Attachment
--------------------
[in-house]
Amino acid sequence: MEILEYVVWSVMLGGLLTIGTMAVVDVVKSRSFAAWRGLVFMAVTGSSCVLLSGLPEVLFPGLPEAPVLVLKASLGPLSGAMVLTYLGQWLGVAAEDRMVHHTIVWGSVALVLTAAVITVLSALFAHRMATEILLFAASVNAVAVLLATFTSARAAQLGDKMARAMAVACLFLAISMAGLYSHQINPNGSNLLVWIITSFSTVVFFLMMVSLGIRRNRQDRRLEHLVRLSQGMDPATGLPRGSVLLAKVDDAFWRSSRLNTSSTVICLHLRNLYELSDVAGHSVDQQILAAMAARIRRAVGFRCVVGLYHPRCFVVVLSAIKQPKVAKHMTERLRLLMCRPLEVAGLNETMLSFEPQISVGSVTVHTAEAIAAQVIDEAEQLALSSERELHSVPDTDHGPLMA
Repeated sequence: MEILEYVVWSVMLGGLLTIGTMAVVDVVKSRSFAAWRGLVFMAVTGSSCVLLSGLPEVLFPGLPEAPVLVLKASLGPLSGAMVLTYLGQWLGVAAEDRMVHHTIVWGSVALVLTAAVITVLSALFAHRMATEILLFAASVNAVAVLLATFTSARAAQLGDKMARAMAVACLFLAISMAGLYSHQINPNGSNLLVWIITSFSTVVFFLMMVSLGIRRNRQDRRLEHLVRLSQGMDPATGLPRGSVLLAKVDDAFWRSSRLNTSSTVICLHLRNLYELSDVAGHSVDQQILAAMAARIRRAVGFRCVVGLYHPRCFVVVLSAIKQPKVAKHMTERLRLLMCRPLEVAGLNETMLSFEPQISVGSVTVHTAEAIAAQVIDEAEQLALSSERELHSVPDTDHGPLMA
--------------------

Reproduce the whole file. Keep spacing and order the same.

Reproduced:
[in-house]
Amino acid sequence: MEILEYVVWSVMLGGLLTIGTMAVVDVVKSRSFAAWRGLVFMAVTGSSCVLLSGLPEVLFPGLPEAPVLVLKASLGPLSGAMVLTYLGQWLGVAAEDRMVHHTIVWGSVALVLTAAVITVLSALFAHRMATEILLFAASVNAVAVLLATFTSARAAQLGDKMARAMAVACLFLAISMAGLYSHQINPNGSNLLVWIITSFSTVVFFLMMVSLGIRRNRQDRRLEHLVRLSQGMDPATGLPRGSVLLAKVDDAFWRSSRLNTSSTVICLHLRNLYELSDVAGHSVDQQILAAMAARIRRAVGFRCVVGLYHPRCFVVVLSAIKQPKVAKHMTERLRLLMCRPLEVAGLNETMLSFEPQISVGSVTVHTAEAIAAQVIDEAEQLALSSERELHSVPDTDHGPLMA
Repeated sequence: MEILEYVVWSVMLGGLLTIGTMAVVDVVKSRSFAAWRGLVFMAVTGSSCVLLSGLPEVLFPGLPEAPVLVLKASLGPLSGAMVLTYLGQWLGVAAEDRMVHHTIVWGSVALVLTAAVITVLSALFAHRMATEILLFAASVNAVAVLLATFTSARAAQLGDKMARAMAVACLFLAISMAGLYSHQINPNGSNLLVWIITSFSTVVFFLMMVSLGIRRNRQDRRLEHLVRLSQGMDPATGLPRGSVLLAKVDDAFWRSSRLNTSSTVICLHLRNLYELSDVAGHSVDQQILAAMAARIRRAVGFRCVVGLYHPRCFVVVLSAIKQPKVAKHMTERLRLLMCRPLEVAGLNETMLSFEPQISVGSVTVHTAEAIAAQVIDEAEQLALSSERELHSVPDTDHGPLMA